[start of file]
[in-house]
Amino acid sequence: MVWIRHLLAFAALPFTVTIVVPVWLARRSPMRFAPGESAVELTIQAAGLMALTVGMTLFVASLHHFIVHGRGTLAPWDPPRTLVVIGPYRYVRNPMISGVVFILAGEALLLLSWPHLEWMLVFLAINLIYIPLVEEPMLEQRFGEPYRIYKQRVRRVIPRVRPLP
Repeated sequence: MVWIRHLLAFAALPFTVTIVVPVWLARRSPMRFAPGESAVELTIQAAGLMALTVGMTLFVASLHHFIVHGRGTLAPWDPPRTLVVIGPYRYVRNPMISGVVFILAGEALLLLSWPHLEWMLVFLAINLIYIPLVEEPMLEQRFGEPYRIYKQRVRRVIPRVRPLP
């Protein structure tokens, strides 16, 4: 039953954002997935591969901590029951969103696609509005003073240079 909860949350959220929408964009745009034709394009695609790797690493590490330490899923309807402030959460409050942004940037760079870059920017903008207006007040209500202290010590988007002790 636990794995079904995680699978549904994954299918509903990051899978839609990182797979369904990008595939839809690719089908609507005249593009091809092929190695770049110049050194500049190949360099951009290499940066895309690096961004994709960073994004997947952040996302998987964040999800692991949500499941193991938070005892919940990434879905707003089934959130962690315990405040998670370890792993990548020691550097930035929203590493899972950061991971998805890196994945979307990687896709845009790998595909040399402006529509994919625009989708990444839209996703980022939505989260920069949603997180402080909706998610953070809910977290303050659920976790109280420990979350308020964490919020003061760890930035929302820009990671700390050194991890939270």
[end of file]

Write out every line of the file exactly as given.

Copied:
[in-house]
Amino acid sequence: MVWIRHLLAFAALPFTVTIVVPVWLARRSPMRFAPGESAVELTIQAAGLMALTVGMTLFVASLHHFIVHGRGTLAPWDPPRTLVVIGPYRYVRNPMISGVVFILAGEALLLLSWPHLEWMLVFLAINLIYIPLVEEPMLEQRFGEPYRIYKQRVRRVIPRVRPLP
Repeated sequence: MVWIRHLLAFAALPFTVTIVVPVWLARRSPMRFAPGESAVELTIQAAGLMALTVGMTLFVASLHHFIVHGRGTLAPWDPPRTLVVIGPYRYVRNPMISGVVFILAGEALLLLSWPHLEWMLVFLAINLIYIPLVEEPMLEQRFGEPYRIYKQRVRRVIPRVRPLP
């Protein structure tokens, strides 16, 4: 039953954002997935591969901590029951969103696609509005003073240079 909860949350959220929408964009745009034709394009695609790797690493590490330490899923309807402030959460409050942004940037760079870059920017903008207006007040209500202290010590988007002790 636990794995079904995680699978549904994954299918509903990051899978839609990182797979369904990008595939839809690719089908609507005249593009091809092929190695770049110049050194500049190949360099951009290499940066895309690096961004994709960073994004997947952040996302998987964040999800692991949500499941193991938070005892919940990434879905707003089934959130962690315990405040998670370890792993990548020691550097930035929203590493899972950061991971998805890196994945979307990687896709845009790998595909040399402006529509994919625009989708990444839209996703980022939505989260920069949603997180402080909706998610953070809910977290303050659920976790109280420990979350308020964490919020003061760890930035929302820009990671700390050194991890939270």